OLYMPIA, Wash. (Jan. 24, 2020) – Bills filed in the Washington state legislature would put strict limitations on the use of information gathered by automated license plate reader systems (ALPRs) by the state. Passage into law would also place significant roadblocks in the way of a federal program using states to help track the location of millions of everyday people through pictures of their license plates.
A coalition of five Democrats introduced Senate Bill 5529 (SB5529) last year and it was carried over and reintroduced for the 2020 session on Jan. 13. A coalition of three Democrats introduced a companion – House Bill 2566 (HB2566) – on Jan 15. The legislation would limit law enforcement use of ALPRs to locating vehicles on a watch list. The proposed law would also place strict limitations on the use, retention and sharing of any data captured by an ALPR.
“Any image or data generated by such an automated license plate recognition system must not be used for any purpose other than comparison to license plate numbers on the watch list. If the image or data does not match a license plate number on the watch list, the image or data must not be: Used to identify the owner or driver of a vehicle; shared with any other agency, entity, or person; used for any other purpose; or retained for more than twelve hours.”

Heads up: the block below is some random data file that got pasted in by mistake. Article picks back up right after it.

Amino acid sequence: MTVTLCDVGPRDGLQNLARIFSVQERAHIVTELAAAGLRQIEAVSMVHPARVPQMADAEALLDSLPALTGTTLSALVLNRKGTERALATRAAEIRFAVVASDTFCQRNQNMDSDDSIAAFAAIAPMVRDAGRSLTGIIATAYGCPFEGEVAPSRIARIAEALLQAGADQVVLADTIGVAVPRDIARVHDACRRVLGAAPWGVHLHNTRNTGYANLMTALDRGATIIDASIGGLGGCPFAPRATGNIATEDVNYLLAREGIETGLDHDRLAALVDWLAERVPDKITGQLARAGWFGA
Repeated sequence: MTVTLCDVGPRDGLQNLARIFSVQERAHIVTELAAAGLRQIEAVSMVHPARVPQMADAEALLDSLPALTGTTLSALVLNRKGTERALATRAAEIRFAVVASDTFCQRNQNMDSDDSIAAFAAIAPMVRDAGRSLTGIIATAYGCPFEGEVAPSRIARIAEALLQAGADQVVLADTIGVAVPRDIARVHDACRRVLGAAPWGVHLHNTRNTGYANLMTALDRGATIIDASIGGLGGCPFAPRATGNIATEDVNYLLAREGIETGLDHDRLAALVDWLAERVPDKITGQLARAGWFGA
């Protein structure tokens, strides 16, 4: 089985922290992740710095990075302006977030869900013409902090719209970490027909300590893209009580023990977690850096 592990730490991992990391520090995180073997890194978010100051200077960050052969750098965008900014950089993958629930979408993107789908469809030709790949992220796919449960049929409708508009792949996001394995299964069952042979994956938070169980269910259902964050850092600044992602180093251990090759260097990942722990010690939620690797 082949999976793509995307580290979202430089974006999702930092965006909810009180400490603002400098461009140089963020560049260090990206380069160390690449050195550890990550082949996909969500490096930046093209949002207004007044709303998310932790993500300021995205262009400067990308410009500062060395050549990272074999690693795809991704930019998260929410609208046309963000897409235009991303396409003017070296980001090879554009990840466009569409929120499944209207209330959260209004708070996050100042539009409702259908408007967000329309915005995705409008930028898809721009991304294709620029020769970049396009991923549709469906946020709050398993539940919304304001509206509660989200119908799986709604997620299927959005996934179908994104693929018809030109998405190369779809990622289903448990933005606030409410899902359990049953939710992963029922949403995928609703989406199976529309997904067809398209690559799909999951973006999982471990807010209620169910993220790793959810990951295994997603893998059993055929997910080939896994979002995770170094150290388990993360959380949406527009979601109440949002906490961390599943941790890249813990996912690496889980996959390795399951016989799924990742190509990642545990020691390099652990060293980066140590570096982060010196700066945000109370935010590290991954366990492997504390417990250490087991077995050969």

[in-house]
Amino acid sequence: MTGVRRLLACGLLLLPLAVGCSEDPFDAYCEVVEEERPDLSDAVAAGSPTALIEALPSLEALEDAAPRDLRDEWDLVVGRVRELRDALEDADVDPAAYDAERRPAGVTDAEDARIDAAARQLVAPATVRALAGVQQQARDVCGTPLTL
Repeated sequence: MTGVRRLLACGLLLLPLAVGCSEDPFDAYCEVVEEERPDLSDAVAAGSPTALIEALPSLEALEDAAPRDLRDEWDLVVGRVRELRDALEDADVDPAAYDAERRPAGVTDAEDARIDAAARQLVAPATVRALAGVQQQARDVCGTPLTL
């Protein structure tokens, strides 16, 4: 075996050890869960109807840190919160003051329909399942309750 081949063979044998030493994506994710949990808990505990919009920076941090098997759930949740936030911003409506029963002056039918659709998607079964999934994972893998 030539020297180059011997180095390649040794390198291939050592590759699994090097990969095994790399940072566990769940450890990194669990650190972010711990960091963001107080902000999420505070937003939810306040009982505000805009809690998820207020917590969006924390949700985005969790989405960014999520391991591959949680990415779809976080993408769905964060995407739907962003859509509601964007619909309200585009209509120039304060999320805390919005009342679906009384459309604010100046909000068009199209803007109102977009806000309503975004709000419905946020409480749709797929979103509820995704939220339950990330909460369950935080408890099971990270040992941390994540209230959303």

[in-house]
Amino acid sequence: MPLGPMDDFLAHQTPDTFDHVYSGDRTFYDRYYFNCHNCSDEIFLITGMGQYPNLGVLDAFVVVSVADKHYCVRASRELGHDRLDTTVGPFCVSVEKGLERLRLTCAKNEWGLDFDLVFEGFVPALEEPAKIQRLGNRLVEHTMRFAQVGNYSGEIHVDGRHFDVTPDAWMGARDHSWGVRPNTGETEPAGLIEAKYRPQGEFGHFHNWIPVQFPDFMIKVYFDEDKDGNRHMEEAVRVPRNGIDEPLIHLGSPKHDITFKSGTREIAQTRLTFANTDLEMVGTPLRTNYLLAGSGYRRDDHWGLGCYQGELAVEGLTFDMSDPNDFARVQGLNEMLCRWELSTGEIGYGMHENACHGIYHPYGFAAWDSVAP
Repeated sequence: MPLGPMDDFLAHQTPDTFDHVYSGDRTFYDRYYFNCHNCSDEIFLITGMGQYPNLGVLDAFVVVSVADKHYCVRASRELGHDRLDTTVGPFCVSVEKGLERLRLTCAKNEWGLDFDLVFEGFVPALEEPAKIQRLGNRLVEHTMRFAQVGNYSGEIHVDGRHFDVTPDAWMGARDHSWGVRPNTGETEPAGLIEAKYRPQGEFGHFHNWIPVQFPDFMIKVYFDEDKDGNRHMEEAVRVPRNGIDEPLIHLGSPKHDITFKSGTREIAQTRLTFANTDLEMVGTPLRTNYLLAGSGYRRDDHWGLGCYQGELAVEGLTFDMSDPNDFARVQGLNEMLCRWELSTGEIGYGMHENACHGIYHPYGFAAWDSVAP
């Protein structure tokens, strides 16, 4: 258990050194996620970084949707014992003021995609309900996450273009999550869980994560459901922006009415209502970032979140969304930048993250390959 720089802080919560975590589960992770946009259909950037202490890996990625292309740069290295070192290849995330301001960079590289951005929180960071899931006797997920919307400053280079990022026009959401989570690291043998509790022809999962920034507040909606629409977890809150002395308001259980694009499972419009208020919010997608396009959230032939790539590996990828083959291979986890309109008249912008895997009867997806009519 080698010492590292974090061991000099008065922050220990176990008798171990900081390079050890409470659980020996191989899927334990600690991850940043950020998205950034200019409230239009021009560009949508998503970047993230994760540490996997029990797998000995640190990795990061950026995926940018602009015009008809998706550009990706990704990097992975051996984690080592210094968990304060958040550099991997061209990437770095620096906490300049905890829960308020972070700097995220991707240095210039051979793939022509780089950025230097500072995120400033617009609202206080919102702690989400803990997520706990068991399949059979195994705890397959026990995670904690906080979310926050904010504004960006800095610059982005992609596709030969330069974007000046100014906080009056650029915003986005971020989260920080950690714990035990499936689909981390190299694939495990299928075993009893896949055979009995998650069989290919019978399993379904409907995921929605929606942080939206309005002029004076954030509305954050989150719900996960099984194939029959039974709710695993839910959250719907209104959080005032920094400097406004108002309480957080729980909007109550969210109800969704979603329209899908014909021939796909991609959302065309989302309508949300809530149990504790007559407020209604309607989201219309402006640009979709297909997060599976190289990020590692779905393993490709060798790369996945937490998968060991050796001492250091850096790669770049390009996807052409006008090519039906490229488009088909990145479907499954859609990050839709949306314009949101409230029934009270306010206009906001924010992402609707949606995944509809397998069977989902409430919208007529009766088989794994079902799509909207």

A watch list could only contain the license plates of stolen vehicles, vehicles listed on an Amber Alert. and vehicles associated with individuals who have outstanding warrants or if there is probable cause to believe they have committed a felony.
The legislation allows for other uses of ALPRs, including toll collection, parking enforcement, providing real-time traffic information and conducting traffic studies, and controlling access into secure areas. In all of these situations, the law would bar the retention of data and the use of information to identify specific individuals.
Any information gathered in violation of the law would be inadmissible in any civil or criminal case in any Washington state court.
Passage of either bill would prevent the state from creating permanent databases using information collected by ALPRs, and would make it highly unlikely that such data would end up in federal databases and disseminated through federal fusion centers.
IMPACT ON FEDERAL PROGRAMS
As reported in the Wall Street Journal, the federal government, via the Drug Enforcement Agency (DEA), tracks the location of millions of vehicles through data provided by ALPRs operated on a state and local level. They’ve engaged in this for more than a decade, all without a warrant, or even public notice of the policy.
In 2020, the Fairview Heights Tribune provided a definitive link between local police and the DEA database when it obtained documents revealing that the city of Fairview Heights, Illinois, (Pop. 17,000) installed ALPRs and entered into an agreement to join the DEA’s National License Plate Reader Network (NLPRN). According to the report, “The agreement with the DEA allows Fairview Heights Police to both input data into the national system and retrieve data from it along with establishing the processes for the sharing and use of such information.”